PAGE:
Reed Jenkins: I have worked for Wisconsin’s students for over 20 years at the state level. I have deep knowledge and experience related to public schools, especially in the areas of federal and state funding and supporting educators to teach all students.

Smithback: As a lifelong resident of the Cambridge School District, I have a variety of experiences interacting with the district including student, volunteer, parent, taxpayer, and as a board member since 2005. I have brought my experiences together with past board members, community groups and school staff to create an exceptional learning environment for our students.

West: I believe my successful career as an educator qualifies me for and will serve me well as a board member. I devoted over 30 years to education and am now retired. I am an experienced statewide project director, special education coordinator, principal, improvement coach, classroom teacher and special educator. I am willing to listen and work with others and am an active problem solver. I value partnerships with the community and external experts toward educating our children. I bring passion and energy to this work and would be grateful for the honor to serve our children, schools and community.

Womble: I am an experienced business manager, parent, grandparent, community volunteer, and School Board member actively participating on the Finance and Curriculum committees. I am an advocate of educating the whole child with the goal of delivering productive and caring citizens to our community.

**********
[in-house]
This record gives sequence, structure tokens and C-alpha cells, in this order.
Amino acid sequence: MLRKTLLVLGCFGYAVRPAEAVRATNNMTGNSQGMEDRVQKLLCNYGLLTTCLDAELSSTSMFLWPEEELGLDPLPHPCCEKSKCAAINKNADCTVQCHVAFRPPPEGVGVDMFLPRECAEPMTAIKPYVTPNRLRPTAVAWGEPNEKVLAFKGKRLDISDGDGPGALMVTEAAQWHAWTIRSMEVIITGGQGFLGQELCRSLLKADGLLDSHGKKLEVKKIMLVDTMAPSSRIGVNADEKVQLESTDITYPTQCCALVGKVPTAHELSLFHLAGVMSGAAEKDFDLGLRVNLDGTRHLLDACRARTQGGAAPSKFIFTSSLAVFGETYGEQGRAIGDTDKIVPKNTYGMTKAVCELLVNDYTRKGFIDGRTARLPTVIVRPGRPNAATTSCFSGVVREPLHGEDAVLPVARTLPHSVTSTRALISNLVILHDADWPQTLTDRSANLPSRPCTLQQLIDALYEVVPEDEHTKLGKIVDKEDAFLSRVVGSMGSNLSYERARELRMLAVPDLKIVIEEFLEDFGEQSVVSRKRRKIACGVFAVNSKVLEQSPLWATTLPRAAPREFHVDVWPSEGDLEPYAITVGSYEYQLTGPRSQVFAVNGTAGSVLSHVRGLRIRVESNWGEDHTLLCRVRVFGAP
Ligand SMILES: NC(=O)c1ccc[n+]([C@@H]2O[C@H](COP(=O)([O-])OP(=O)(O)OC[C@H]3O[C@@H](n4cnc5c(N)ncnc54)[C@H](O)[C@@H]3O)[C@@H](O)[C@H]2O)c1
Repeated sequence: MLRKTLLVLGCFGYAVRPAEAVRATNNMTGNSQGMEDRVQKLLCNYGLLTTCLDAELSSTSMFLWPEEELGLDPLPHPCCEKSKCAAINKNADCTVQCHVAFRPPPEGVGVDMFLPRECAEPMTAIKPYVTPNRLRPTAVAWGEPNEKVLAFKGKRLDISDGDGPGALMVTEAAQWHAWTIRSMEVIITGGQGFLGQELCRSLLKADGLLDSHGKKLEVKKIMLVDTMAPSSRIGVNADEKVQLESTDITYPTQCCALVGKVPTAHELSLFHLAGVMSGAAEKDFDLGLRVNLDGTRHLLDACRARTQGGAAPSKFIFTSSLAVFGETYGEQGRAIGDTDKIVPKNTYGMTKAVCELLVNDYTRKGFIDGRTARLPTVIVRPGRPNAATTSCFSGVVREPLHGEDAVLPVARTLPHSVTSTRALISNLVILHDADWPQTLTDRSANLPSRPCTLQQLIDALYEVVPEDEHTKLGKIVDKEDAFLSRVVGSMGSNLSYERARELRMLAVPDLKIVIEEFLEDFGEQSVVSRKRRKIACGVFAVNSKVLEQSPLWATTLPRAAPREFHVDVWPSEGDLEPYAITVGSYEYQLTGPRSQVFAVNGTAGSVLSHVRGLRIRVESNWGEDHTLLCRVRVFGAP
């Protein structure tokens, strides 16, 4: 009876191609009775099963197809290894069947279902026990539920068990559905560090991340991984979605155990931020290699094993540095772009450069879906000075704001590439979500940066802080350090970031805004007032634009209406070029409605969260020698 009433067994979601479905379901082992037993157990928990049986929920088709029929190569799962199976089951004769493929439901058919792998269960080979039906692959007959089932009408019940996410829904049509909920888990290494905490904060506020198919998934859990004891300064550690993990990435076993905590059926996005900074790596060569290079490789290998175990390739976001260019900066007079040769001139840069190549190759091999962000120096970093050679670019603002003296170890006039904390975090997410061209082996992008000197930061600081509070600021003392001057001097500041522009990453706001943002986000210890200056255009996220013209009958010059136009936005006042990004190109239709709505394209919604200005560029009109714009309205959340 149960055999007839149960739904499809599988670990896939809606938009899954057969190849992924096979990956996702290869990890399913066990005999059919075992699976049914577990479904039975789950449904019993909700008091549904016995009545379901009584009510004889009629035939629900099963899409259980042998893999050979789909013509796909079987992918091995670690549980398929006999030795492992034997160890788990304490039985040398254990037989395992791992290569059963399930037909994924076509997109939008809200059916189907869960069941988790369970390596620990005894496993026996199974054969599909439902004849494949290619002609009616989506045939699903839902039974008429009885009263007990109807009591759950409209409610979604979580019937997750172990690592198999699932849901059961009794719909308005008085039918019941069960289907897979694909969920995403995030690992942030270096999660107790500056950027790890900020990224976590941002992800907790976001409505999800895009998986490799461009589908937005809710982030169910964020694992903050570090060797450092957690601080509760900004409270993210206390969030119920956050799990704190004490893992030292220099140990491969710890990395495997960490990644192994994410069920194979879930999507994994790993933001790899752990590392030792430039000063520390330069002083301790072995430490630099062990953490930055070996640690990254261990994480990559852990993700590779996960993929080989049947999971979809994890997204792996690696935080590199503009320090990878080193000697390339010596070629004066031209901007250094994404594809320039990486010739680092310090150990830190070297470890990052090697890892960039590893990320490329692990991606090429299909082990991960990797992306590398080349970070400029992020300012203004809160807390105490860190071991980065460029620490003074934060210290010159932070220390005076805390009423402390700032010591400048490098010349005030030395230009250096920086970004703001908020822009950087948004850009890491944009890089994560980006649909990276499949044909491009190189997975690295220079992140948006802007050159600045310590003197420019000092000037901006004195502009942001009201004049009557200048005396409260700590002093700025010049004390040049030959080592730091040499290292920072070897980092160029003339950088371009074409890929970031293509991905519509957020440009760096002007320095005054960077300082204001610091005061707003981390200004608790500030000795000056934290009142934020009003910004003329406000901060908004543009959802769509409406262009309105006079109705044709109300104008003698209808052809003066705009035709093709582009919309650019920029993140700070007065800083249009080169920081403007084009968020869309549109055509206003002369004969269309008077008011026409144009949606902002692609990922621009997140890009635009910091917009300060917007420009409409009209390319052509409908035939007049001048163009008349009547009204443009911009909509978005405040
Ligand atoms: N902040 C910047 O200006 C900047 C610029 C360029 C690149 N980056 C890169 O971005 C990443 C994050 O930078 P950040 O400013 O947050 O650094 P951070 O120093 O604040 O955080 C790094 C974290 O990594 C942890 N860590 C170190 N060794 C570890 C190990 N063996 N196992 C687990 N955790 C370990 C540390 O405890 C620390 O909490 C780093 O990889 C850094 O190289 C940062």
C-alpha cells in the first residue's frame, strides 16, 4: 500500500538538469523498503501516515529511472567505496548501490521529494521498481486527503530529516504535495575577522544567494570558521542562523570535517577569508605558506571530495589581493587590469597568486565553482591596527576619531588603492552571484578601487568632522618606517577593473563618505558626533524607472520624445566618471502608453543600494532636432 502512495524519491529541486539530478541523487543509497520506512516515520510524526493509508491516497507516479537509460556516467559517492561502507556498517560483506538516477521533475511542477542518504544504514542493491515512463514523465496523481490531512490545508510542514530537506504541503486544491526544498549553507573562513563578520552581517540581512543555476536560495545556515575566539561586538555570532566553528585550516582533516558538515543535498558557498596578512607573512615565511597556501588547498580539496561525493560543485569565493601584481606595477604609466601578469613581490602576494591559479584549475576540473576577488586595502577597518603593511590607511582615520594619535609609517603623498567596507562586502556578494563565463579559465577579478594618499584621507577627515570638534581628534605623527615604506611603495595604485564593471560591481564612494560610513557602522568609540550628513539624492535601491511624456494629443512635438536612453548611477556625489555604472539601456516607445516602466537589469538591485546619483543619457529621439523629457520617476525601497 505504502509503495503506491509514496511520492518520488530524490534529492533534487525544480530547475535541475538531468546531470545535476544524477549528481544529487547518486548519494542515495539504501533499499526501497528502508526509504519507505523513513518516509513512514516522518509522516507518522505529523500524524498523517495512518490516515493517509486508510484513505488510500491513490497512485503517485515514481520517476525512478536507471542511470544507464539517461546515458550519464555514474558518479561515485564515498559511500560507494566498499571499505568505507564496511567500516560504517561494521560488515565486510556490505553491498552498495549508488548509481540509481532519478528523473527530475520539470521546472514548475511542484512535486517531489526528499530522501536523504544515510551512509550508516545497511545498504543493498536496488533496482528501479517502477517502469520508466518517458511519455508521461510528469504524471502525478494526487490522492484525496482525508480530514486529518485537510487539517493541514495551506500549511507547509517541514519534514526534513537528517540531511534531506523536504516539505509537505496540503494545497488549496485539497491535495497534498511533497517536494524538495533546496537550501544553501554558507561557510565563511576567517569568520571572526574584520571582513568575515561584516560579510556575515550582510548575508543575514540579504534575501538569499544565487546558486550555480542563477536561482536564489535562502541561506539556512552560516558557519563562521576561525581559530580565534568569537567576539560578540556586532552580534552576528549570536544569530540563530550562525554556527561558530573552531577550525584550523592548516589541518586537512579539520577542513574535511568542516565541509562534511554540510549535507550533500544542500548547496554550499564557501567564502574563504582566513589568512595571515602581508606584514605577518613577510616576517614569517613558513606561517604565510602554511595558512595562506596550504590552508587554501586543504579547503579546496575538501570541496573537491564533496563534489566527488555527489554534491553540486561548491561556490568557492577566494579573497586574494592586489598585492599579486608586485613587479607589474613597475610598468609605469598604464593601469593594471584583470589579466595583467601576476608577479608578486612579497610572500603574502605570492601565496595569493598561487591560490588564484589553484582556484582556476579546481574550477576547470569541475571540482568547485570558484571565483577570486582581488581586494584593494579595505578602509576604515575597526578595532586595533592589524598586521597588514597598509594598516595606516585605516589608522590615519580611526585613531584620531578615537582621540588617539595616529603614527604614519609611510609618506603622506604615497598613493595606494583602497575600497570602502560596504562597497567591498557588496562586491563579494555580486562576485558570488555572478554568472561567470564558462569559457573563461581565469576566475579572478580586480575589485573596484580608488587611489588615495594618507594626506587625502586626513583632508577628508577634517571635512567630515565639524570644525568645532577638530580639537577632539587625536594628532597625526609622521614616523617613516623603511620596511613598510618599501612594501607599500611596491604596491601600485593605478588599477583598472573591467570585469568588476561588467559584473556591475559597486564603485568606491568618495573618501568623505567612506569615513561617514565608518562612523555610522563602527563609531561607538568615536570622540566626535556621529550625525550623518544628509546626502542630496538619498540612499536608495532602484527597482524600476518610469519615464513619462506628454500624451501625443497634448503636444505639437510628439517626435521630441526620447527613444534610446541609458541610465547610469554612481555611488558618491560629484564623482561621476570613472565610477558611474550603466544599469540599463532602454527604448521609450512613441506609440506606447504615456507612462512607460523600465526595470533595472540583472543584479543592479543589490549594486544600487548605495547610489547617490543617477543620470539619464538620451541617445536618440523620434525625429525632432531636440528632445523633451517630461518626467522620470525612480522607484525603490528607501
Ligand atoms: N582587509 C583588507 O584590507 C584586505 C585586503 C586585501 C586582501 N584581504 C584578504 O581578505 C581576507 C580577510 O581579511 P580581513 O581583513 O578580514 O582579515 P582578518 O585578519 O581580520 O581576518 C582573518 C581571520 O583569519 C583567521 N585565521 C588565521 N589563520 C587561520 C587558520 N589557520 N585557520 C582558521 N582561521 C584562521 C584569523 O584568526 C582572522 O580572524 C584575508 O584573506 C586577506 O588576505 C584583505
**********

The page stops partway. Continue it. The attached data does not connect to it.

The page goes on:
What is the most pressing issue in your community and how would you address it?

Leonard: Mental health is a pressing issue for all school communities and our community is not immune to it. I look forward to learning more about the efficacy of the district’s current plan in addressing this issue. It is critical to receive feedback from students, parents, staff, and teachers to ensure that we’re investing in effective strategies. It’s an ongoing process where we need to evaluate what’s working, what’s not, and support ideas from interested community members who can offer different perspectives, expertise, resources, and extra support for school staff.

West: It’s difficult to list one issue as the most important because so many educational topics require attention. I currently don’t have a single focus but am interested in the success of all students districtwide. If elected, I will work to set a vision and strategic plan, communicate with/to the community, value teamwork, adopt a fiscally sound budget and focus on what is best for all students. I will continue to be aware of the strengths and challenges of our schools. I will approach challenges by being connected and accessible and by studying educational policy and best practice at all levels.

Reed Jenkins: Right-sized funding: increasing federal and state supports in areas where there are federal and state requirements (like special education) so the local districts can choose how to spend their local dollars in their schools. To pay for a student’s required services, schools make difficult decisions that can reduce opportunities for all kids.

Smithback: The Cambridge School District is a small, rural district that has so many assets from strong academics, athletics and arts to great facilities, staff and students. My focus on the board is identifying and supporting ways our district can continue to offer learning opportunities and experiences to prepare our students for their future.